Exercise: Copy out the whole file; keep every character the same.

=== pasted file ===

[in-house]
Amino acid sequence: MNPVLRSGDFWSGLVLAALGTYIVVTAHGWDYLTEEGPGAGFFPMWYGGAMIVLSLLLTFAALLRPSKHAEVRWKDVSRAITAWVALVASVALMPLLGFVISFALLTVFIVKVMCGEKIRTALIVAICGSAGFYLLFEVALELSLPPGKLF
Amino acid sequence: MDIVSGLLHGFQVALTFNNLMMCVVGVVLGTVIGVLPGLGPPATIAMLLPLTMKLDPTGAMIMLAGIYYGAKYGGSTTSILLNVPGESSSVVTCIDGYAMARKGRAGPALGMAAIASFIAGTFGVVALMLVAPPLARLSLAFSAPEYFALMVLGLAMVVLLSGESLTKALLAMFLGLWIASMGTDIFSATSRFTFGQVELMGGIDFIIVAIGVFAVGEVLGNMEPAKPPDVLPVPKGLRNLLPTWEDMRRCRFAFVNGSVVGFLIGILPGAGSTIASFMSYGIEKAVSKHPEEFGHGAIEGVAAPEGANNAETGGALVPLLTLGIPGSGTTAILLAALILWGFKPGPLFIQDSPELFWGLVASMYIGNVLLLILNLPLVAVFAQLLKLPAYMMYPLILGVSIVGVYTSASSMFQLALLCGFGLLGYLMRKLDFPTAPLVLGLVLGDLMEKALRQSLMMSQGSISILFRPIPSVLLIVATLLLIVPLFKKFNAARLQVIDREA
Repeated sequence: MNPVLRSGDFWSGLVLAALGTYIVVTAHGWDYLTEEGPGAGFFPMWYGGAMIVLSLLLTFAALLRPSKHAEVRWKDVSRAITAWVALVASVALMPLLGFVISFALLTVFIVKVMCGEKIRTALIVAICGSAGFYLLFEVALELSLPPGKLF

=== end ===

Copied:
[in-house]
Amino acid sequence: MNPVLRSGDFWSGLVLAALGTYIVVTAHGWDYLTEEGPGAGFFPMWYGGAMIVLSLLLTFAALLRPSKHAEVRWKDVSRAITAWVALVASVALMPLLGFVISFALLTVFIVKVMCGEKIRTALIVAICGSAGFYLLFEVALELSLPPGKLF
Amino acid sequence: MDIVSGLLHGFQVALTFNNLMMCVVGVVLGTVIGVLPGLGPPATIAMLLPLTMKLDPTGAMIMLAGIYYGAKYGGSTTSILLNVPGESSSVVTCIDGYAMARKGRAGPALGMAAIASFIAGTFGVVALMLVAPPLARLSLAFSAPEYFALMVLGLAMVVLLSGESLTKALLAMFLGLWIASMGTDIFSATSRFTFGQVELMGGIDFIIVAIGVFAVGEVLGNMEPAKPPDVLPVPKGLRNLLPTWEDMRRCRFAFVNGSVVGFLIGILPGAGSTIASFMSYGIEKAVSKHPEEFGHGAIEGVAAPEGANNAETGGALVPLLTLGIPGSGTTAILLAALILWGFKPGPLFIQDSPELFWGLVASMYIGNVLLLILNLPLVAVFAQLLKLPAYMMYPLILGVSIVGVYTSASSMFQLALLCGFGLLGYLMRKLDFPTAPLVLGLVLGDLMEKALRQSLMMSQGSISILFRPIPSVLLIVATLLLIVPLFKKFNAARLQVIDREA
Repeated sequence: MNPVLRSGDFWSGLVLAALGTYIVVTAHGWDYLTEEGPGAGFFPMWYGGAMIVLSLLLTFAALLRPSKHAEVRWKDVSRAITAWVALVASVALMPLLGFVISFALLTVFIVKVMCGEKIRTALIVAICGSAGFYLLFEVALELSLPPGKLF